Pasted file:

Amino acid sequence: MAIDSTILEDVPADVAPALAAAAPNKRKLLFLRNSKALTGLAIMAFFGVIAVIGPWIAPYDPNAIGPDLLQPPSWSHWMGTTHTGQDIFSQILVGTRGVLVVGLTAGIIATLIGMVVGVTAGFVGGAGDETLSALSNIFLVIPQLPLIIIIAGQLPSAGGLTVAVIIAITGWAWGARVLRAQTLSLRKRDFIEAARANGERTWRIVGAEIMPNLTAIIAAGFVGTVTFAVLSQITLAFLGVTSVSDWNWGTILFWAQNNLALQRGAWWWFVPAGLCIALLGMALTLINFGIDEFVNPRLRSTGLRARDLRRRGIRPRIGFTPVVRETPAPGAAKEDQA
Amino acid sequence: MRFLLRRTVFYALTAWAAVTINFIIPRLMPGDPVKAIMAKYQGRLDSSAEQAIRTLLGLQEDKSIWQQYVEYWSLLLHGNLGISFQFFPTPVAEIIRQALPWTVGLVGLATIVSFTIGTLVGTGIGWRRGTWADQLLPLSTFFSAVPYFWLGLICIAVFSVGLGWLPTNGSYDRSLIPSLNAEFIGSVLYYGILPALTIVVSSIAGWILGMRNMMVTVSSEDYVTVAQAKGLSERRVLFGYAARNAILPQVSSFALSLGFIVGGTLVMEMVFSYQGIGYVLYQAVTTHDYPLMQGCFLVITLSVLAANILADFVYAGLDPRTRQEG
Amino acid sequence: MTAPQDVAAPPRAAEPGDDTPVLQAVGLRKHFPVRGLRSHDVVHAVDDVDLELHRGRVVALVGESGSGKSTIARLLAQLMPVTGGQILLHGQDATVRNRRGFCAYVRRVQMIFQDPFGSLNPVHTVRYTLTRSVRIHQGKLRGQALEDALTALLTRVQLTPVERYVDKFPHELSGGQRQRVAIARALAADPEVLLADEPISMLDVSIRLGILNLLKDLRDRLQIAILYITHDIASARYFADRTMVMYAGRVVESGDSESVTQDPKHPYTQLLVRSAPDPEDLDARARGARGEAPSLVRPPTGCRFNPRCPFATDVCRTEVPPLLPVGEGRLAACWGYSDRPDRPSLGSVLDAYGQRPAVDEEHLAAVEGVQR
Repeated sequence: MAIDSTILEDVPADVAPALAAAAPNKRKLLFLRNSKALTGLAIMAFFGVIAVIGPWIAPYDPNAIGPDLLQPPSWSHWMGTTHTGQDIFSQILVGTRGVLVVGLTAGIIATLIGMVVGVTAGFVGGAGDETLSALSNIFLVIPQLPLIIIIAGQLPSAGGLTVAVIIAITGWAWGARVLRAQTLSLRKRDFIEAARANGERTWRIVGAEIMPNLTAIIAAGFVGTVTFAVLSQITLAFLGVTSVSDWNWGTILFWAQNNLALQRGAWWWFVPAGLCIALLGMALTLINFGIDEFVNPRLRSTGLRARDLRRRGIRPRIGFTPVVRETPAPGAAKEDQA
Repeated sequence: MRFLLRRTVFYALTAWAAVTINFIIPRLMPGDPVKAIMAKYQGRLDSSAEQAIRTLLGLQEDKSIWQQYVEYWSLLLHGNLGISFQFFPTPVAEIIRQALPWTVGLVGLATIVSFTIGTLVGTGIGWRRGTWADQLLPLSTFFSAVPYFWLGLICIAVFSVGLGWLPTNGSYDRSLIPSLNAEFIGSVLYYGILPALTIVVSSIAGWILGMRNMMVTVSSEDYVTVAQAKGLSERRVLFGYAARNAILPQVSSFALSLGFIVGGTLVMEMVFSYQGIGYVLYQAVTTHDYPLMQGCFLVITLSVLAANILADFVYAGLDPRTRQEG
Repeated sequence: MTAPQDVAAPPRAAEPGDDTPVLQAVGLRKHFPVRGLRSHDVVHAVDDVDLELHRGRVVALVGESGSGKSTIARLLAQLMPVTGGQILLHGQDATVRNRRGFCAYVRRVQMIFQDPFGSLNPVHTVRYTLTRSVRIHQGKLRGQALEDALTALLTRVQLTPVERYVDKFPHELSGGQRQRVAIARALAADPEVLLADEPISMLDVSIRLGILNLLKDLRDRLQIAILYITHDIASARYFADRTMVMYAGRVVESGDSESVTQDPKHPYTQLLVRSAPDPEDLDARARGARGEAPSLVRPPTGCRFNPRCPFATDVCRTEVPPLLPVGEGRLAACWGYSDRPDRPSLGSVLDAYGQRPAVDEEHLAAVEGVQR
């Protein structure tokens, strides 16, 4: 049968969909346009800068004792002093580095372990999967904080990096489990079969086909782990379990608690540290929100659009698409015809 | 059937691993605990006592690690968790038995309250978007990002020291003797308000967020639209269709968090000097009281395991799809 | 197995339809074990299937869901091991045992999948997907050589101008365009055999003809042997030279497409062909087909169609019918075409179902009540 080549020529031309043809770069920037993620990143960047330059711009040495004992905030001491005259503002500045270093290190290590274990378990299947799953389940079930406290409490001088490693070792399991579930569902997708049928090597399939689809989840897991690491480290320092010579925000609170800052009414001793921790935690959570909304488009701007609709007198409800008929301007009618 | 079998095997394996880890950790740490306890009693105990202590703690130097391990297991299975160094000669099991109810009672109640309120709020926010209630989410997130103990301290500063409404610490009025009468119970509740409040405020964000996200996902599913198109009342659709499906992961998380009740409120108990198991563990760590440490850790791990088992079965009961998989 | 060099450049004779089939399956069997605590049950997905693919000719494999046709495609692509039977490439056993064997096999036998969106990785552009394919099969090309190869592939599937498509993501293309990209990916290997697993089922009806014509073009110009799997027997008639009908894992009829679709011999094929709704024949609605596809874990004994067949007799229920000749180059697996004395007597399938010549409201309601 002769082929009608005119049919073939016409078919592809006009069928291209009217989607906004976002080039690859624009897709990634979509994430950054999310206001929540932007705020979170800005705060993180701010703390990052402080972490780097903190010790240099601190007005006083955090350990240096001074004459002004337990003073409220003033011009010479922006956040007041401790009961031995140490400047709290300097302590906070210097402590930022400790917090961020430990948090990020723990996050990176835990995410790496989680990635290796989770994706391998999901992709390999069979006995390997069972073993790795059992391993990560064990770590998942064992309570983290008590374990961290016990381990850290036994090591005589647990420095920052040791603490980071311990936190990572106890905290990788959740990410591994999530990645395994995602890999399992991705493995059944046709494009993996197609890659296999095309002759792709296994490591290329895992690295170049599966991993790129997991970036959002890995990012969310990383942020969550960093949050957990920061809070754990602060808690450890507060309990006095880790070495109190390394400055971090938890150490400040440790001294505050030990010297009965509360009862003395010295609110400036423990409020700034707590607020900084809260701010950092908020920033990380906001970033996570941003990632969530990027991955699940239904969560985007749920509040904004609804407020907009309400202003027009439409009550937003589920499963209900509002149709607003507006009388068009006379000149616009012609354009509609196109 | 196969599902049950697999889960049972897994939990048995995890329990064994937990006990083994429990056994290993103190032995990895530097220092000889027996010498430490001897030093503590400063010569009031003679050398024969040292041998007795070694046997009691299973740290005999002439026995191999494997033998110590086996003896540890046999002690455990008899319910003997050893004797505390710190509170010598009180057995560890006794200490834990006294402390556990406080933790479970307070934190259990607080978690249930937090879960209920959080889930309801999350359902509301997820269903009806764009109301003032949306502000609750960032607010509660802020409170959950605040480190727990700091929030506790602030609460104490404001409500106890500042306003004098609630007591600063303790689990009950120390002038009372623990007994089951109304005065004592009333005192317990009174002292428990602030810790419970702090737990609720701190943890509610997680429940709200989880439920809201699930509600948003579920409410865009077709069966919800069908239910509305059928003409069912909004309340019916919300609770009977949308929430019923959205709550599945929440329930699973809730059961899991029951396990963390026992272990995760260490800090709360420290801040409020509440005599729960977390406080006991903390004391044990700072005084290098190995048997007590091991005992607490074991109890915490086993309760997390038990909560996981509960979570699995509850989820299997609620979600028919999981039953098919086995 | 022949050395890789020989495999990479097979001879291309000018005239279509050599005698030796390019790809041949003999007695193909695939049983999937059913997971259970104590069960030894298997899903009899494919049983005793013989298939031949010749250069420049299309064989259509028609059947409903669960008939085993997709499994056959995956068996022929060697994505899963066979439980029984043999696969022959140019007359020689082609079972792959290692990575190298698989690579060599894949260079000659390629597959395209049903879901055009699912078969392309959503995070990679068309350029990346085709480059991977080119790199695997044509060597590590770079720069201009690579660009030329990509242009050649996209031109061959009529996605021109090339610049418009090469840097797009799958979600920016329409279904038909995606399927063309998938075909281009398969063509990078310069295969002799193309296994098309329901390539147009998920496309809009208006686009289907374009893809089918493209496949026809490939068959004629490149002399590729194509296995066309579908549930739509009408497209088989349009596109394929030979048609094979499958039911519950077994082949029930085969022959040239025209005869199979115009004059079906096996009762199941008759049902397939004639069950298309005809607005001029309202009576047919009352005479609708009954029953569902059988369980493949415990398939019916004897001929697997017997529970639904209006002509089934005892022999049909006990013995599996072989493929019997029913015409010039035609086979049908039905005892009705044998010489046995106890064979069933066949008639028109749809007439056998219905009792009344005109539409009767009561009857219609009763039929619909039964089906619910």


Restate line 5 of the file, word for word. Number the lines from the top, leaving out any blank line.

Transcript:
Repeated sequence: MRFLLRRTVFYALTAWAAVTINFIIPRLMPGDPVKAIMAKYQGRLDSSAEQAIRTLLGLQEDKSIWQQYVEYWSLLLHGNLGISFQFFPTPVAEIIRQALPWTVGLVGLATIVSFTIGTLVGTGIGWRRGTWADQLLPLSTFFSAVPYFWLGLICIAVFSVGLGWLPTNGSYDRSLIPSLNAEFIGSVLYYGILPALTIVVSSIAGWILGMRNMMVTVSSEDYVTVAQAKGLSERRVLFGYAARNAILPQVSSFALSLGFIVGGTLVMEMVFSYQGIGYVLYQAVTTHDYPLMQGCFLVITLSVLAANILADFVYAGLDPRTRQEG